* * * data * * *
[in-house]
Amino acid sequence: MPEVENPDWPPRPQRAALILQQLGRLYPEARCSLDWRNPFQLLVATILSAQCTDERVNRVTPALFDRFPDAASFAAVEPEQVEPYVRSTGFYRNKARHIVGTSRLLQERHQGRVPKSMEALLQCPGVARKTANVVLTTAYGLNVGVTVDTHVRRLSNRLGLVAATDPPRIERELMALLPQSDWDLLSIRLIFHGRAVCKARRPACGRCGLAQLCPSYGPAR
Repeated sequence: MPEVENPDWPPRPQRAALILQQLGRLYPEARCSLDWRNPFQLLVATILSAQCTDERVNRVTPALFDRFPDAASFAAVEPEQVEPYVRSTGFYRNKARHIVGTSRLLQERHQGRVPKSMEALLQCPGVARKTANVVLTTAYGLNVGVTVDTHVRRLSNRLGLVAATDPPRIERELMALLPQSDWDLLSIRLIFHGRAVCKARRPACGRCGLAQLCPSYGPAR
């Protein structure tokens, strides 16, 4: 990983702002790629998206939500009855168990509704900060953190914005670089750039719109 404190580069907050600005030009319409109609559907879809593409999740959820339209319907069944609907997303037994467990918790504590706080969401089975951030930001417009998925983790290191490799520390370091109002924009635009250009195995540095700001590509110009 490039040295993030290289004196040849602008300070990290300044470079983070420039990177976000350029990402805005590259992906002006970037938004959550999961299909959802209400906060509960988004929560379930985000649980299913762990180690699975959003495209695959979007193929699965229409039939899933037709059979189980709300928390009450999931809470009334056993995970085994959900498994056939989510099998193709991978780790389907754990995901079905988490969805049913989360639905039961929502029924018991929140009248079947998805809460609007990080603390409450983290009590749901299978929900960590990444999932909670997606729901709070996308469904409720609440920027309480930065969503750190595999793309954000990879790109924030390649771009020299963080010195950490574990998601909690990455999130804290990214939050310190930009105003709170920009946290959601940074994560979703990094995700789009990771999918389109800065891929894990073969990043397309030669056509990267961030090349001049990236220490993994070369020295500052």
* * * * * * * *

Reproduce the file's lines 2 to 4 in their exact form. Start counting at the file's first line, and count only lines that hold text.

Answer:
Amino acid sequence: MPEVENPDWPPRPQRAALILQQLGRLYPEARCSLDWRNPFQLLVATILSAQCTDERVNRVTPALFDRFPDAASFAAVEPEQVEPYVRSTGFYRNKARHIVGTSRLLQERHQGRVPKSMEALLQCPGVARKTANVVLTTAYGLNVGVTVDTHVRRLSNRLGLVAATDPPRIERELMALLPQSDWDLLSIRLIFHGRAVCKARRPACGRCGLAQLCPSYGPAR
Repeated sequence: MPEVENPDWPPRPQRAALILQQLGRLYPEARCSLDWRNPFQLLVATILSAQCTDERVNRVTPALFDRFPDAASFAAVEPEQVEPYVRSTGFYRNKARHIVGTSRLLQERHQGRVPKSMEALLQCPGVARKTANVVLTTAYGLNVGVTVDTHVRRLSNRLGLVAATDPPRIERELMALLPQSDWDLLSIRLIFHGRAVCKARRPACGRCGLAQLCPSYGPAR
């Protein structure tokens, strides 16, 4: 990983702002790629998206939500009855168990509704900060953190914005670089750039719109 404190580069907050600005030009319409109609559907879809593409999740959820339209319907069944609907997303037994467990918790504590706080969401089975951030930001417009998925983790290191490799520390370091109002924009635009250009195995540095700001590509110009 490039040295993030290289004196040849602008300070990290300044470079983070420039990177976000350029990402805005590259992906002006970037938004959550999961299909959802209400906060509960988004929560379930985000649980299913762990180690699975959003495209695959979007193929699965229409039939899933037709059979189980709300928390009450999931809470009334056993995970085994959900498994056939989510099998193709991978780790389907754990995901079905988490969805049913989360639905039961929502029924018991929140009248079947998805809460609007990080603390409450983290009590749901299978929900960590990444999932909670997606729901709070996308469904409720609440920027309480930065969503750190595999793309954000990879790109924030390649771009020299963080010195950490574990998601909690990455999130804290990214939050310190930009105003709170920009946290959601940074994560979703990094995700789009990771999918389109800065891929894990073969990043397309030669056509990267961030090349001049990236220490993994070369020295500052």